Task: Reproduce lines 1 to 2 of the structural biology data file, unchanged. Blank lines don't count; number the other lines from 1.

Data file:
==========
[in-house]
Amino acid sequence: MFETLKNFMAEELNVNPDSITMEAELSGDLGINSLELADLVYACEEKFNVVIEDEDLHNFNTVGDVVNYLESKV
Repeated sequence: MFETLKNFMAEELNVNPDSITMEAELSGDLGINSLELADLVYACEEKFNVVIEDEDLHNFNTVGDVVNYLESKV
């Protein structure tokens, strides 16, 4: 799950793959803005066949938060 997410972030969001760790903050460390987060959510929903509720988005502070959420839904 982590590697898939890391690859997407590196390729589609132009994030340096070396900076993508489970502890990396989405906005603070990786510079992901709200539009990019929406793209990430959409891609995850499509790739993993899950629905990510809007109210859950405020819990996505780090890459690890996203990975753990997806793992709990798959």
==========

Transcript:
[in-house]
Amino acid sequence: MFETLKNFMAEELNVNPDSITMEAELSGDLGINSLELADLVYACEEKFNVVIEDEDLHNFNTVGDVVNYLESKV